By Galia Wolloch, president, NA’AMAT Israel
Every year, in honor of International Women’s Day, depressing statistics are published on the inconceivable wage gaps of approximately 30% between women and men. The fact causing the most despair is that the gap has remained at a similar rate for decades already, as if there have been no cultural, social and structural changes in the country.
It is no secret that one of the major causes of the gaps in status and wages is the fact that women still tend to take upon themselves (or accept) primary responsibility for childcare. Even though women have fully entered the job market and constitute about half of it, their traditional role as caretakers of children has not been reduced accordingly – and this dual burden makes it difficult for them to integrate and advance.
There are those who claim that mothers choose on their own initiative to leave the job market in order to focus on their children. Thus, they essentially impose the “fault” for their inferior situation on women, as if there are no women capable of being both good mothers and successful career women.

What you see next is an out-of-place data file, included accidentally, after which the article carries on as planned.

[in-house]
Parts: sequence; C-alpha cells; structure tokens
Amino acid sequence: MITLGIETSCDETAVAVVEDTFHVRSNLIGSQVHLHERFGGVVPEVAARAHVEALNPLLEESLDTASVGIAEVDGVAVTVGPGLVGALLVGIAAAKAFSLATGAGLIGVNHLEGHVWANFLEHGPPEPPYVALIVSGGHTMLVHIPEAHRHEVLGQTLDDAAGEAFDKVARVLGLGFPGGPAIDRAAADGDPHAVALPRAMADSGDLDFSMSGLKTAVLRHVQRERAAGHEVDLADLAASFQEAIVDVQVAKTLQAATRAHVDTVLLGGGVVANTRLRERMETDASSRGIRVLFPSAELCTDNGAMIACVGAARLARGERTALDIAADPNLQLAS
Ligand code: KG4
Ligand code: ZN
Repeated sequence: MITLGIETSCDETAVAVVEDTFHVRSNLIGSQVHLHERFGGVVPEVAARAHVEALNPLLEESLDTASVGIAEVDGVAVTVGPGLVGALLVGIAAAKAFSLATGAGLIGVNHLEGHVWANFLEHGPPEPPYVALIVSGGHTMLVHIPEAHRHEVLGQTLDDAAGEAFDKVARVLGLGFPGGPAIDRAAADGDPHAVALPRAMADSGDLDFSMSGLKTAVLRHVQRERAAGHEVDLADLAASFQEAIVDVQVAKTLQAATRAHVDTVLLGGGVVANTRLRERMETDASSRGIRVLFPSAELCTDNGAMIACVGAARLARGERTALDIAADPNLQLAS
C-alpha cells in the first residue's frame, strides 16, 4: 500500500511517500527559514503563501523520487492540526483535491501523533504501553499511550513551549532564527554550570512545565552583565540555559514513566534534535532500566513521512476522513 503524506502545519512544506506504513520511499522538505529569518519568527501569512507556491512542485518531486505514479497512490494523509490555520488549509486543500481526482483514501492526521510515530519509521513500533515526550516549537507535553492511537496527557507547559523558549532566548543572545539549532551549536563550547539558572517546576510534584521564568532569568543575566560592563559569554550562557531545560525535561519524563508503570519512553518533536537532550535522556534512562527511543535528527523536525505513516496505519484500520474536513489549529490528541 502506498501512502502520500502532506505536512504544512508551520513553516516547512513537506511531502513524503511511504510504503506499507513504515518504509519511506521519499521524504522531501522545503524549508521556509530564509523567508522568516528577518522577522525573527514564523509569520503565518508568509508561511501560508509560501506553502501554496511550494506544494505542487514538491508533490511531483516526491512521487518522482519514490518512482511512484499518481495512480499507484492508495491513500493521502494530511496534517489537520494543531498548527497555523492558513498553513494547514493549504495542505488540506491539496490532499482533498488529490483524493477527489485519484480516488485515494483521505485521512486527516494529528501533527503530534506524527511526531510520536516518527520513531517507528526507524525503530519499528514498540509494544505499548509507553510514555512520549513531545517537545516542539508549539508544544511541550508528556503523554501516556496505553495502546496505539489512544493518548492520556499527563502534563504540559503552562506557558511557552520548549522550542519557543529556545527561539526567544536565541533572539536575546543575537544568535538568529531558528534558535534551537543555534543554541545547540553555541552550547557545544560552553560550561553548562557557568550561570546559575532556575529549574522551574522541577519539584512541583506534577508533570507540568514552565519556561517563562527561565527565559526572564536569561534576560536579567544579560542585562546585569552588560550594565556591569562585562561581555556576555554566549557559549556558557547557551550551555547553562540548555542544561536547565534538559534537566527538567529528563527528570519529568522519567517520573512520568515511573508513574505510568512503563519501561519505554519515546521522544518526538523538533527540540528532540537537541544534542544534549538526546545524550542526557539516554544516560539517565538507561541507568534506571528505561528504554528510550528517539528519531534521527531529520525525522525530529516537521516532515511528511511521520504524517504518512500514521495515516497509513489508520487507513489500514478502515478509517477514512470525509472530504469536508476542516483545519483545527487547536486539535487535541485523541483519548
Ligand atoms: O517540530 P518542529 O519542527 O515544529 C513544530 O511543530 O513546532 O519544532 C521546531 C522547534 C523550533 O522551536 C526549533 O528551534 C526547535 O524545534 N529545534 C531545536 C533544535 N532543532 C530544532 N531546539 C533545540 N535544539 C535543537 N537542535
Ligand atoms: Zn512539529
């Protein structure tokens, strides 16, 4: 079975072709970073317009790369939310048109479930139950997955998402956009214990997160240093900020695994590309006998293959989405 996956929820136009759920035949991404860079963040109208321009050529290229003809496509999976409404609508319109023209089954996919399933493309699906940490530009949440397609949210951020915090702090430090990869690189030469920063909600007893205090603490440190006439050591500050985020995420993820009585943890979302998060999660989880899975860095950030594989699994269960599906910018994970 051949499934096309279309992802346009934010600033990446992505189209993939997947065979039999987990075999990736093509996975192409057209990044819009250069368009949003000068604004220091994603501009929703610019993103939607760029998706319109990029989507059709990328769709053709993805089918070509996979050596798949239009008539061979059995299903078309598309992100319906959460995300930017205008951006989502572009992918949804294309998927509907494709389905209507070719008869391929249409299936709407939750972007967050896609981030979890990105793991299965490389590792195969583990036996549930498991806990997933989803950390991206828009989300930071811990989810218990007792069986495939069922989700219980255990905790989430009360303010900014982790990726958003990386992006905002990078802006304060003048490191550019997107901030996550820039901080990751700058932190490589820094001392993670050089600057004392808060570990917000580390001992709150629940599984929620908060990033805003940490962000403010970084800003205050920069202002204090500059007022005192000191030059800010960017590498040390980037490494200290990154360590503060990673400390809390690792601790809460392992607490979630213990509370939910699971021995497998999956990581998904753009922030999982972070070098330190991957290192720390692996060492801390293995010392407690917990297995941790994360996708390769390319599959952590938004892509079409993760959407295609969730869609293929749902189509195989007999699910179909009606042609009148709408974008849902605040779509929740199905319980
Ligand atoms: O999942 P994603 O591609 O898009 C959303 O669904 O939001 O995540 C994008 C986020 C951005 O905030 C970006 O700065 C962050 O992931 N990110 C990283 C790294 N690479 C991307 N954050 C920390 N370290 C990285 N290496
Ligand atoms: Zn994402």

The decisive majority of mothers does not resign or compromise on their standing at the workplace out of a genuinely free choice; rather, they are thrown out of it due to a structured inflexibility of the job market and an absence of family frameworks that support the model of a family with two breadwinners.
In recent years, more fathers have been yearning for active involvement in the lives of their children. Both men and women feel that the job market is becoming more and more demanding, and the price that the family pays is getting ever heavier. A man who asks to be an active parent gets a cold shoulder at the workplace. If it were the norm that fathers leave earlier several times a week to spend time with their kids, the mothers could invest more hours at work. But in reality, not only is the job market unfriendly to parents, it does not even allow men to exercise all the rights granted to them by law.
Most of the time, it is not the mothers who give up work – rather, it is the job market that gives up on mothers. In its rigid structure, its lack of adaptability to changing life and in the absence of supportive frameworks, the job market loses a large and significant portion of the potential work force. Only true cultural change in the working world and adapting it modern parental and family life can aid in the advancement of women toward full equality in the job market and society in general.